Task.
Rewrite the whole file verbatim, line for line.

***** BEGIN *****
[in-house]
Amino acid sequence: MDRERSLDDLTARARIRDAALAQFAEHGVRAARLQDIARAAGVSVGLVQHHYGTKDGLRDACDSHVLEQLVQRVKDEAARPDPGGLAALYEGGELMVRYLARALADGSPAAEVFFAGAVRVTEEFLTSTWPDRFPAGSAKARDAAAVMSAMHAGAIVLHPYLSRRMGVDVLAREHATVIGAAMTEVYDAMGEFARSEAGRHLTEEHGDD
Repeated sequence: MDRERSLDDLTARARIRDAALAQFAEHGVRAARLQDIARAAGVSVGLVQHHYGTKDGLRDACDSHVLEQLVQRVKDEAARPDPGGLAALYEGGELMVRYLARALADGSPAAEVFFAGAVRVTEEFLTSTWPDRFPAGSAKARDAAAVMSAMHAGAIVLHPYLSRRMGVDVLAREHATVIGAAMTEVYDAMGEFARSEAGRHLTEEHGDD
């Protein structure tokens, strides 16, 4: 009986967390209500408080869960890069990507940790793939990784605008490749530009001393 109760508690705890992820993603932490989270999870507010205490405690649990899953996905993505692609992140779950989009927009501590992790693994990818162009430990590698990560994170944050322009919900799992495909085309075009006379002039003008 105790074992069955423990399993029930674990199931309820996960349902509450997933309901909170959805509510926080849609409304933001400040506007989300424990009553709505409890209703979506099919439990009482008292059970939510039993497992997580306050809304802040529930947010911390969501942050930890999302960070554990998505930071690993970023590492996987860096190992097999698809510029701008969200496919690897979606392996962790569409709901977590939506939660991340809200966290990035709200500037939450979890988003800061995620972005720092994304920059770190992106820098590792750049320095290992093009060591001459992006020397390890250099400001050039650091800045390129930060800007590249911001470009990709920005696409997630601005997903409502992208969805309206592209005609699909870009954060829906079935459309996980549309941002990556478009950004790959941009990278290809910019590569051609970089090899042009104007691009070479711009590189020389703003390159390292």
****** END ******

[in-house]
Amino acid sequence: MDRERSLDDLTARARIRDAALAQFAEHGVRAARLQDIARAAGVSVGLVQHHYGTKDGLRDACDSHVLEQLVQRVKDEAARPDPGGLAALYEGGELMVRYLARALADGSPAAEVFFAGAVRVTEEFLTSTWPDRFPAGSAKARDAAAVMSAMHAGAIVLHPYLSRRMGVDVLAREHATVIGAAMTEVYDAMGEFARSEAGRHLTEEHGDD
Repeated sequence: MDRERSLDDLTARARIRDAALAQFAEHGVRAARLQDIARAAGVSVGLVQHHYGTKDGLRDACDSHVLEQLVQRVKDEAARPDPGGLAALYEGGELMVRYLARALADGSPAAEVFFAGAVRVTEEFLTSTWPDRFPAGSAKARDAAAVMSAMHAGAIVLHPYLSRRMGVDVLAREHATVIGAAMTEVYDAMGEFARSEAGRHLTEEHGDD
């Protein structure tokens, strides 16, 4: 009986967390209500408080869960890069990507940790793939990784605008490749530009001393 109760508690705890992820993603932490989270999870507010205490405690649990899953996905993505692609992140779950989009927009501590992790693994990818162009430990590698990560994170944050322009919900799992495909085309075009006379002039003008 105790074992069955423990399993029930674990199931309820996960349902509450997933309901909170959805509510926080849609409304933001400040506007989300424990009553709505409890209703979506099919439990009482008292059970939510039993497992997580306050809304802040529930947010911390969501942050930890999302960070554990998505930071690993970023590492996987860096190992097999698809510029701008969200496919690897979606392996962790569409709901977590939506939660991340809200966290990035709200500037939450979890988003800061995620972005720092994304920059770190992106820098590792750049320095290992093009060591001459992006020397390890250099400001050039650091800045390129930060800007590249911001470009990709920005696409997630601005997903409502992208969805309206592209005609699909870009954060829906079935459309996980549309941002990556478009950004790959941009990278290809910019590569051609970089090899042009104007691009070479711009590189020389703003390159390292």